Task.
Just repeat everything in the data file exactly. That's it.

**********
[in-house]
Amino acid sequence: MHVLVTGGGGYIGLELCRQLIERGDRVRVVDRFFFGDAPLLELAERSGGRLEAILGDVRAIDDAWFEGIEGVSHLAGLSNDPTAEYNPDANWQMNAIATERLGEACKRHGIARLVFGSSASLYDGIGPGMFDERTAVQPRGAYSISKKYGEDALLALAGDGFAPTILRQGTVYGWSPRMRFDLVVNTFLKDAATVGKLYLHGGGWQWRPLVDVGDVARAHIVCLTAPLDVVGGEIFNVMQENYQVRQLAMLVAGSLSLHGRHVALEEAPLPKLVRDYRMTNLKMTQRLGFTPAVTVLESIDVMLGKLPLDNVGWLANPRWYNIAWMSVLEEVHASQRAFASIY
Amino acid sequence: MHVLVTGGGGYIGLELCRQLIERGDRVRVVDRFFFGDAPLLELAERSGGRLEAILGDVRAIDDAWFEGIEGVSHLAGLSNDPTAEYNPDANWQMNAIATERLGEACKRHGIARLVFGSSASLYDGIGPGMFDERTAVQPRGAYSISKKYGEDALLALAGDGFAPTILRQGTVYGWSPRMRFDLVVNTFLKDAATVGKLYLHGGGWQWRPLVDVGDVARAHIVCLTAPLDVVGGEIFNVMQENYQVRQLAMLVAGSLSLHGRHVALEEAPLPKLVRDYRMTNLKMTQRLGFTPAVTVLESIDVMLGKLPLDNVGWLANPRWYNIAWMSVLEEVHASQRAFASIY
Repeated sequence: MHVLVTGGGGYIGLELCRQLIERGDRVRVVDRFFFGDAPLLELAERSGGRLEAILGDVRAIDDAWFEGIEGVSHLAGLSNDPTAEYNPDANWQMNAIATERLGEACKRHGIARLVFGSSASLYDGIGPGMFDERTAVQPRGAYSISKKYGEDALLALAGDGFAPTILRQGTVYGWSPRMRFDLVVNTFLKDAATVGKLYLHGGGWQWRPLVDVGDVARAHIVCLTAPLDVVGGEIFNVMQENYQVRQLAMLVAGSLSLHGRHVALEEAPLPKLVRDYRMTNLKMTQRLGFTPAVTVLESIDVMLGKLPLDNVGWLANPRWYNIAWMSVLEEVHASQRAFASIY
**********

[in-house]
Amino acid sequence: MHVLVTGGGGYIGLELCRQLIERGDRVRVVDRFFFGDAPLLELAERSGGRLEAILGDVRAIDDAWFEGIEGVSHLAGLSNDPTAEYNPDANWQMNAIATERLGEACKRHGIARLVFGSSASLYDGIGPGMFDERTAVQPRGAYSISKKYGEDALLALAGDGFAPTILRQGTVYGWSPRMRFDLVVNTFLKDAATVGKLYLHGGGWQWRPLVDVGDVARAHIVCLTAPLDVVGGEIFNVMQENYQVRQLAMLVAGSLSLHGRHVALEEAPLPKLVRDYRMTNLKMTQRLGFTPAVTVLESIDVMLGKLPLDNVGWLANPRWYNIAWMSVLEEVHASQRAFASIY
Amino acid sequence: MHVLVTGGGGYIGLELCRQLIERGDRVRVVDRFFFGDAPLLELAERSGGRLEAILGDVRAIDDAWFEGIEGVSHLAGLSNDPTAEYNPDANWQMNAIATERLGEACKRHGIARLVFGSSASLYDGIGPGMFDERTAVQPRGAYSISKKYGEDALLALAGDGFAPTILRQGTVYGWSPRMRFDLVVNTFLKDAATVGKLYLHGGGWQWRPLVDVGDVARAHIVCLTAPLDVVGGEIFNVMQENYQVRQLAMLVAGSLSLHGRHVALEEAPLPKLVRDYRMTNLKMTQRLGFTPAVTVLESIDVMLGKLPLDNVGWLANPRWYNIAWMSVLEEVHASQRAFASIY
Repeated sequence: MHVLVTGGGGYIGLELCRQLIERGDRVRVVDRFFFGDAPLLELAERSGGRLEAILGDVRAIDDAWFEGIEGVSHLAGLSNDPTAEYNPDANWQMNAIATERLGEACKRHGIARLVFGSSASLYDGIGPGMFDERTAVQPRGAYSISKKYGEDALLALAGDGFAPTILRQGTVYGWSPRMRFDLVVNTFLKDAATVGKLYLHGGGWQWRPLVDVGDVARAHIVCLTAPLDVVGGEIFNVMQENYQVRQLAMLVAGSLSLHGRHVALEEAPLPKLVRDYRMTNLKMTQRLGFTPAVTVLESIDVMLGKLPLDNVGWLANPRWYNIAWMSVLEEVHASQRAFASIY